West Basin Sensor Faucet Study (2010)
In a study at a chain hotel in Southern California, manual faucets in four public restrooms were first fitted with 0.5-gpm (1.9-Lpm) aerators and water use measured. Subsequently, the faucets were replaced with sensor-activated products also equipped with the same aerator model. Water use was measured after replacement and was found to have reduced only 0.4 percent in total consumption over the entire 77-day study period.
CONCLUSION: It is NOT the activating sensor that can yield water savings, but rather the aerator on the faucet. In a commercial setting, faucets set to operate at the code and standards maximum of 0.5-gpm (1.9-Lpm) as noted above will see no difference in water use between a manually activated and a sensor-activated faucet.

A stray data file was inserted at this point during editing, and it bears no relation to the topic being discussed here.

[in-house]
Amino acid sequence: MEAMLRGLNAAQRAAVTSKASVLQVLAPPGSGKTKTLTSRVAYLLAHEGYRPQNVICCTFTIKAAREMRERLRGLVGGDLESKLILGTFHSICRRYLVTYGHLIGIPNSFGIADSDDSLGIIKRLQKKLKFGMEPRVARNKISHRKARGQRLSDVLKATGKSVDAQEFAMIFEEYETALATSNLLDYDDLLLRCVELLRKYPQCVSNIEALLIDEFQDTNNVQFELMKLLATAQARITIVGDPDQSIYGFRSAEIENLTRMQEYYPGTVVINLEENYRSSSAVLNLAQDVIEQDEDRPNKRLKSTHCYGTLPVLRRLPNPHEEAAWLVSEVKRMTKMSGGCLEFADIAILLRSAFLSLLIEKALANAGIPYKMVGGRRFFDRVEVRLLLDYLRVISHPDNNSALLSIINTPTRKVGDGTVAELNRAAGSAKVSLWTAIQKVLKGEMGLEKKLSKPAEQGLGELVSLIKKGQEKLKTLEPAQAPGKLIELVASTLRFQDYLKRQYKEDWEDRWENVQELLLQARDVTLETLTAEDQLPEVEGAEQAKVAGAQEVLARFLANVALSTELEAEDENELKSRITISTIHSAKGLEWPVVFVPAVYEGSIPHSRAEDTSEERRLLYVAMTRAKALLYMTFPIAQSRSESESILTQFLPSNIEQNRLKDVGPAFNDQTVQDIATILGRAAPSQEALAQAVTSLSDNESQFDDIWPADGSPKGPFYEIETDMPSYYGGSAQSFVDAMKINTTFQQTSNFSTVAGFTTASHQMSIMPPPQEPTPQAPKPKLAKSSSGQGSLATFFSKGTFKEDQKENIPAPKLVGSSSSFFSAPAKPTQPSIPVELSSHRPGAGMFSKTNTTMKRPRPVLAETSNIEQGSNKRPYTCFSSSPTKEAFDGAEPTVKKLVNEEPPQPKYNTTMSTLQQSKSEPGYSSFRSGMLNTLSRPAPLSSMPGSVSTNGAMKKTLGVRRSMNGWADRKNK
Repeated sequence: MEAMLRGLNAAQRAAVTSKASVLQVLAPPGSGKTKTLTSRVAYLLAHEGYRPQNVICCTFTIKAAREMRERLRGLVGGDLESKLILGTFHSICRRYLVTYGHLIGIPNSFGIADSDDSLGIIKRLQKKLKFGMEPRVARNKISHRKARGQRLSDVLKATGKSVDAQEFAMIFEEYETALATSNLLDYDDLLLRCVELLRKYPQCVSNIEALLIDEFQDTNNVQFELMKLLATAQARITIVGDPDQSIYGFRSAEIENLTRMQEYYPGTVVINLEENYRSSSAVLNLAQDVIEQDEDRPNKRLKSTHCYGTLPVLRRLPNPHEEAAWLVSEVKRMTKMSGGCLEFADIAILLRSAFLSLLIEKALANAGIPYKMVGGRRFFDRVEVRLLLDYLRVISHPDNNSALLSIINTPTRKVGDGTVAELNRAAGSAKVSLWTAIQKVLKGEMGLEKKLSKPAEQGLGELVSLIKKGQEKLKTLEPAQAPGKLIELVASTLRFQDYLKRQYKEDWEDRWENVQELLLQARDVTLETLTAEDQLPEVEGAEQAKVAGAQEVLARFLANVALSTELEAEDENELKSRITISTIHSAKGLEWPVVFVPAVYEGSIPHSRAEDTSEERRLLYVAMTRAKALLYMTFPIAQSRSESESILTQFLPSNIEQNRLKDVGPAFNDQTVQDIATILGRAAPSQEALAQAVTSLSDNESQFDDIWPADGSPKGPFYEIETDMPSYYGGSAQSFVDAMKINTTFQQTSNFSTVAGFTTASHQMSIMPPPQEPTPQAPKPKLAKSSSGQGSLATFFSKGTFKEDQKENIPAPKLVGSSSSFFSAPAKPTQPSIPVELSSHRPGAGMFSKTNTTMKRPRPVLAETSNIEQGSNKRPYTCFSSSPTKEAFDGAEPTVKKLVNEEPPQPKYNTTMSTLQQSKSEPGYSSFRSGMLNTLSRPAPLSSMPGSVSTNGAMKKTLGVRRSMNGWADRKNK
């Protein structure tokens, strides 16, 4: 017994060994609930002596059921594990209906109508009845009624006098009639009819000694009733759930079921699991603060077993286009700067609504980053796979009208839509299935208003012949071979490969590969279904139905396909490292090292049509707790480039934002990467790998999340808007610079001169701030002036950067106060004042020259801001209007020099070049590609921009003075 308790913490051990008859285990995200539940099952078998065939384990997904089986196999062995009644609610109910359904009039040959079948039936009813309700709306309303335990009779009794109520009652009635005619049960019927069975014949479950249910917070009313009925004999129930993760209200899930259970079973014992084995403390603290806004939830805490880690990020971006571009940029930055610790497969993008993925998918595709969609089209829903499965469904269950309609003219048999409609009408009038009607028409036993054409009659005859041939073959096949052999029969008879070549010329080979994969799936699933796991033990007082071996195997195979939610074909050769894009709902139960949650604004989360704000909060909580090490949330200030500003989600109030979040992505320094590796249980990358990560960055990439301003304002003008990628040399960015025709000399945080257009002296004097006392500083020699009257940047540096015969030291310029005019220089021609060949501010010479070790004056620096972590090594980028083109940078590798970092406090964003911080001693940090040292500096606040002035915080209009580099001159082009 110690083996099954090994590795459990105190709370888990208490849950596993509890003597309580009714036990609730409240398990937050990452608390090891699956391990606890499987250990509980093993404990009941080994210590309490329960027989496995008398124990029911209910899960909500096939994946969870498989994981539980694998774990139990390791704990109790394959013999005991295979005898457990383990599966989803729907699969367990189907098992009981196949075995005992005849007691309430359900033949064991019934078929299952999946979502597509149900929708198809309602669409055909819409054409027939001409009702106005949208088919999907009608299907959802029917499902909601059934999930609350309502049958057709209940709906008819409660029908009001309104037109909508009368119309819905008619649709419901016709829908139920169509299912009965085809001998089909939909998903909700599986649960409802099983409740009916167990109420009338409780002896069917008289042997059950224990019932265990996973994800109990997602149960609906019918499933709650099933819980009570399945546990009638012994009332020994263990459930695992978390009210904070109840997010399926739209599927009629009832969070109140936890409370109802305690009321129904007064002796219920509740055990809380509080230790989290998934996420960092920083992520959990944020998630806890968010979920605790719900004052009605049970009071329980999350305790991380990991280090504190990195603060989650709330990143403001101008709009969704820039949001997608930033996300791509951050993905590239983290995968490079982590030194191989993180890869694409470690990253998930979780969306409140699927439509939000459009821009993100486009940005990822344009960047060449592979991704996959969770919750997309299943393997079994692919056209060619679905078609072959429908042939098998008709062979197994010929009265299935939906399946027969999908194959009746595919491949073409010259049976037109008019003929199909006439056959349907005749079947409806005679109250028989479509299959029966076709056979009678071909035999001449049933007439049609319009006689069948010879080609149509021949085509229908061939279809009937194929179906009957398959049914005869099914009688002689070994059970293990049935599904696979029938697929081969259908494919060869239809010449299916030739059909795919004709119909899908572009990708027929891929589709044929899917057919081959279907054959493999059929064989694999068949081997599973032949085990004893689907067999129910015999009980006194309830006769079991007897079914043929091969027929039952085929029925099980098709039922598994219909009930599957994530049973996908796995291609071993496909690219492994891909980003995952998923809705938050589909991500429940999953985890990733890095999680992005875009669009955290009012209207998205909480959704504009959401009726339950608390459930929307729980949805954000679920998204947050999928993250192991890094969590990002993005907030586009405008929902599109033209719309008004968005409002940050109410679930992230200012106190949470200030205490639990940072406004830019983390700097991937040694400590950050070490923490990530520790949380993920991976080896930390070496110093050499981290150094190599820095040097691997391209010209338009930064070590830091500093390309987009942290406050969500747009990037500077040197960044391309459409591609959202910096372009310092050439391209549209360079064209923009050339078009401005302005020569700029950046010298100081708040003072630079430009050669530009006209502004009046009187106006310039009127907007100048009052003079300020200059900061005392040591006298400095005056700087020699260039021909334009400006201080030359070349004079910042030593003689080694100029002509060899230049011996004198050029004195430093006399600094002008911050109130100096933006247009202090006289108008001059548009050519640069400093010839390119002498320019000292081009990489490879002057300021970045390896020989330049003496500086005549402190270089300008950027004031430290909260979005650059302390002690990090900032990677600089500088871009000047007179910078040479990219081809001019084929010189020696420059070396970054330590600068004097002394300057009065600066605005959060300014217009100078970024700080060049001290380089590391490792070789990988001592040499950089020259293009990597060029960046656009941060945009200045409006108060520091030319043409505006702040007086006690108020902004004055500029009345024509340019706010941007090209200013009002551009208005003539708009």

"Hands-free" faucet valves
AquaPedal, Pedal Valve and Foot Faucet are three manufacturers' devices that enable the end-user (home or office) to open and close a faucet valve "hands-free", usually with the foot.